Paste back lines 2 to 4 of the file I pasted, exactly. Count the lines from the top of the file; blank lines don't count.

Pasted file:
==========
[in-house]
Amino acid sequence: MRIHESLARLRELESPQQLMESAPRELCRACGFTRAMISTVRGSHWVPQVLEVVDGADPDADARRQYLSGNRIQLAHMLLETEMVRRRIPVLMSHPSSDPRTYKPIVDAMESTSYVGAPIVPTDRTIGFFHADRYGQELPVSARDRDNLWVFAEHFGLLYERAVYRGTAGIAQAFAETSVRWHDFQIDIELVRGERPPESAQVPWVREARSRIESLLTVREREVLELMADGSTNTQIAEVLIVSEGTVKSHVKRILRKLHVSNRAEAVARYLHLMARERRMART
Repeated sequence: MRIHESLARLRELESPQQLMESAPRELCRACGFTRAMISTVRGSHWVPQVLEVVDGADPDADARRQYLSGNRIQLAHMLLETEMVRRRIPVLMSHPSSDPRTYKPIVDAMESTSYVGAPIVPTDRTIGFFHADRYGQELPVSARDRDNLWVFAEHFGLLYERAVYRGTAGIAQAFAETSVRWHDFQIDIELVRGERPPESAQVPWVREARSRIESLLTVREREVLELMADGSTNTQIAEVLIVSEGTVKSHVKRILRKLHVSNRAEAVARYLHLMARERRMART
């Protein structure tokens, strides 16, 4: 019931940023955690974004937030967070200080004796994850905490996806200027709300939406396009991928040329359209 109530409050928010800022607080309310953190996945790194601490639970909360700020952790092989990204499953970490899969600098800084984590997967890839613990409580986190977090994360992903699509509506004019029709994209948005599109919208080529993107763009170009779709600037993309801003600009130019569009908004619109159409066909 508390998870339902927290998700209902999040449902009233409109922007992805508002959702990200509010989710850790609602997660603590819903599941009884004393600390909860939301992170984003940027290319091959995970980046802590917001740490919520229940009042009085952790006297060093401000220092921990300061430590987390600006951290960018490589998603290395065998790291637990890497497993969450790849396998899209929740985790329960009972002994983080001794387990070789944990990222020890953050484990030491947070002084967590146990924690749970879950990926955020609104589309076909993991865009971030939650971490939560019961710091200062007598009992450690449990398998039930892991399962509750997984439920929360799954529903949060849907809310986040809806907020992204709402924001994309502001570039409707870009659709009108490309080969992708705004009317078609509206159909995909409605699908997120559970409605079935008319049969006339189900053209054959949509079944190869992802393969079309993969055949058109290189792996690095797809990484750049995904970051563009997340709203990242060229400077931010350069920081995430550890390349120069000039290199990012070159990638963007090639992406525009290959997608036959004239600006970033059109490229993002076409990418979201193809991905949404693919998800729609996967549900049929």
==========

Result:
Amino acid sequence: MRIHESLARLRELESPQQLMESAPRELCRACGFTRAMISTVRGSHWVPQVLEVVDGADPDADARRQYLSGNRIQLAHMLLETEMVRRRIPVLMSHPSSDPRTYKPIVDAMESTSYVGAPIVPTDRTIGFFHADRYGQELPVSARDRDNLWVFAEHFGLLYERAVYRGTAGIAQAFAETSVRWHDFQIDIELVRGERPPESAQVPWVREARSRIESLLTVREREVLELMADGSTNTQIAEVLIVSEGTVKSHVKRILRKLHVSNRAEAVARYLHLMARERRMART
Repeated sequence: MRIHESLARLRELESPQQLMESAPRELCRACGFTRAMISTVRGSHWVPQVLEVVDGADPDADARRQYLSGNRIQLAHMLLETEMVRRRIPVLMSHPSSDPRTYKPIVDAMESTSYVGAPIVPTDRTIGFFHADRYGQELPVSARDRDNLWVFAEHFGLLYERAVYRGTAGIAQAFAETSVRWHDFQIDIELVRGERPPESAQVPWVREARSRIESLLTVREREVLELMADGSTNTQIAEVLIVSEGTVKSHVKRILRKLHVSNRAEAVARYLHLMARERRMART
């Protein structure tokens, strides 16, 4: 019931940023955690974004937030967070200080004796994850905490996806200027709300939406396009991928040329359209 109530409050928010800022607080309310953190996945790194601490639970909360700020952790092989990204499953970490899969600098800084984590997967890839613990409580986190977090994360992903699509509506004019029709994209948005599109919208080529993107763009170009779709600037993309801003600009130019569009908004619109159409066909 508390998870339902927290998700209902999040449902009233409109922007992805508002959702990200509010989710850790609602997660603590819903599941009884004393600390909860939301992170984003940027290319091959995970980046802590917001740490919520229940009042009085952790006297060093401000220092921990300061430590987390600006951290960018490589998603290395065998790291637990890497497993969450790849396998899209929740985790329960009972002994983080001794387990070789944990990222020890953050484990030491947070002084967590146990924690749970879950990926955020609104589309076909993991865009971030939650971490939560019961710091200062007598009992450690449990398998039930892991399962509750997984439920929360799954529903949060849907809310986040809806907020992204709402924001994309502001570039409707870009659709009108490309080969992708705004009317078609509206159909995909409605699908997120559970409605079935008319049969006339189900053209054959949509079944190869992802393969079309993969055949058109290189792996690095797809990484750049995904970051563009997340709203990242060229400077931010350069920081995430550890390349120069000039290199990012070159990638963007090639992406525009290959997608036959004239600006970033059109490229993002076409990418979201193809991905949404693919998800729609996967549900049929």